Soaking rain, but little to no flooding for FLX

Recent dry weather across the Finger Lakes has the region well prepared for some soaking rain, which will develop from west to east starting Monday afternoon.
Recent dry weather across the Finger Lakes has the region well prepared for some soaking rain, which will develop from west to east starting Monday afternoon.

Not only has the weather been very enjoyable over the last few weeks, but the dryness has allowed the soil to recover from the extremely wet June and early July we experienced.

Now, with a soaking rain set to move through the Finger Lakes starting Monday late afternoon into Tuesday morning, flash flooding is a very minor concern. Had this same event come through in late June, when the ground was saturated, it would likely end up being another locally destructive flooding event. Thankfully, that will not be the case this time.

A storm system over the Great Lakes will organize and strengthen as it pushes east today. Moisture will increase ahead of the storm system and showers will start to pop up this afternoon, especially over western New York. These showers will gradually grow into a large area of widespread  rain by this evening, which will then drift east overnight and into Tuesday morning.

Embedded within this area of moderate rain will be some heavy downpours and thunder. Severe or even strong thunderstorms are unlikely across the Finger Lakes.

Overall, most areas across the Finger Lakes will see around an inch of rain, give or take a quarter inch. Areas in western New York and the western Finger Lakes could see a bit more as the rain develops and remains stationary for a while early this evening before starting its trek east. Locally, however, some areas could exceed 2 inches, thanks to the embedded thundery downpours.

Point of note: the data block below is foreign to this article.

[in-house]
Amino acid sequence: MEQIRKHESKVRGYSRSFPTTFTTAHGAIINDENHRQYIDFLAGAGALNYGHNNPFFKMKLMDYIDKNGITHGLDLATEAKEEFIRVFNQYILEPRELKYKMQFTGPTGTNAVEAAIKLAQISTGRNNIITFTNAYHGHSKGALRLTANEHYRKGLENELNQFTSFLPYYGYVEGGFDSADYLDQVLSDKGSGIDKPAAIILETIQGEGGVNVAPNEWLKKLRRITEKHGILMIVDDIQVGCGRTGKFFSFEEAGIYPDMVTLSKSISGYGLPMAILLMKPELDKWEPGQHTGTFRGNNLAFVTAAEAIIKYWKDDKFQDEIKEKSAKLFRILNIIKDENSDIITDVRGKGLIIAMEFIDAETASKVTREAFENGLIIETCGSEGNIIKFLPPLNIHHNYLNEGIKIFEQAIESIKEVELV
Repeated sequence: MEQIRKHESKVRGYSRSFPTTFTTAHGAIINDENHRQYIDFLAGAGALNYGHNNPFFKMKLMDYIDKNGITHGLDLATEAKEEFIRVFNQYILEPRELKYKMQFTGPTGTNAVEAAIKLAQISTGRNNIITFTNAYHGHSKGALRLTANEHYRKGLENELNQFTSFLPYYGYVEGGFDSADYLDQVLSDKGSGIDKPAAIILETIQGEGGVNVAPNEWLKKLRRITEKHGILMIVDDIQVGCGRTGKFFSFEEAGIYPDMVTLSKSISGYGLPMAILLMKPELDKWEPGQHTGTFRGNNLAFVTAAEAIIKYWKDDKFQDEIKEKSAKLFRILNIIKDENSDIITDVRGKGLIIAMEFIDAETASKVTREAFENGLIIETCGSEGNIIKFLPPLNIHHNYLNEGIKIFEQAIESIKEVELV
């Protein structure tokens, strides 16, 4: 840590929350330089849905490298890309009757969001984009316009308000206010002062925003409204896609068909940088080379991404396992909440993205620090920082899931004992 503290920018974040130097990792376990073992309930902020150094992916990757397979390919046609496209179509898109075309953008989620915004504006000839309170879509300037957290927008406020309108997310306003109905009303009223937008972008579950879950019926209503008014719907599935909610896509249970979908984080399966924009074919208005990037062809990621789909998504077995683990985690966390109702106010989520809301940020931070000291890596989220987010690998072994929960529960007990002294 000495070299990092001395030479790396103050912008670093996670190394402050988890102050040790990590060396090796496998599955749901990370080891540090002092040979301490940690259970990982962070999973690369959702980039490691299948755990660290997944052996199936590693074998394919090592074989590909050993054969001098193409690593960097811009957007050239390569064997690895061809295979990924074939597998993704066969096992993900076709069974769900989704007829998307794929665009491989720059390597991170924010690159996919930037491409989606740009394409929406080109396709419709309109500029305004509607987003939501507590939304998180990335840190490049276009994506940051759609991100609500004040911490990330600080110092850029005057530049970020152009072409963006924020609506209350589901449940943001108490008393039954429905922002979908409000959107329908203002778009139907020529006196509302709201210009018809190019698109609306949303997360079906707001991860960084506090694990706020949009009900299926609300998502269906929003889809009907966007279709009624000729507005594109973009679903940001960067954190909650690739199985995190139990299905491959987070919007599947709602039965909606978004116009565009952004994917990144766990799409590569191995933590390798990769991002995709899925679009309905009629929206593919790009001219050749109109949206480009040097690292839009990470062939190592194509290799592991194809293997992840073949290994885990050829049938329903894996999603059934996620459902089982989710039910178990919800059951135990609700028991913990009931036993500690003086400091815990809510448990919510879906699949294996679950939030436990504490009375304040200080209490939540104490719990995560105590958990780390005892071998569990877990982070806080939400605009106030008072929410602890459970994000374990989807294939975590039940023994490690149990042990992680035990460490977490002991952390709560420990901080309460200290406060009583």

The map at the top of the blog shows how much rain would have to fall in a 6-hour period to cause widespread flash flooding. No less than 3 inches in 6 hours is needed for major flooding- a level that seems unlikely to be breached. The flash flood guidance for shorter time spans (not shown) seem even more difficult to reach. This means that most small streams, rivers and drainage culverts should be able to handle the rain and downpours without overflowing. Poor drainage areas, especially in areas with large expanses of blacktop (such as shopping centers), will be the most likely to see some ponding in the heavier downpours.

The rain should taper off from west to east Tuesday morning, with a few showers lingering into the afternoon. Experience tells me that areas of dense fog will develop Tuesday night, which could slow down your commute Wednesday morning.

Meteorologist Drew Montreuil
Follow Meteorologist Drew Montreuil:

Meteorologist Drew Montreuil has been forecasting the weather in the Finger Lakes region since 2006 and has degrees in meteorology from SUNY Oswego (B.S. with Honors) and Cornell (M.S.) When not forecasting, he can be found working at the local library, making soap, or playing with his two young boys.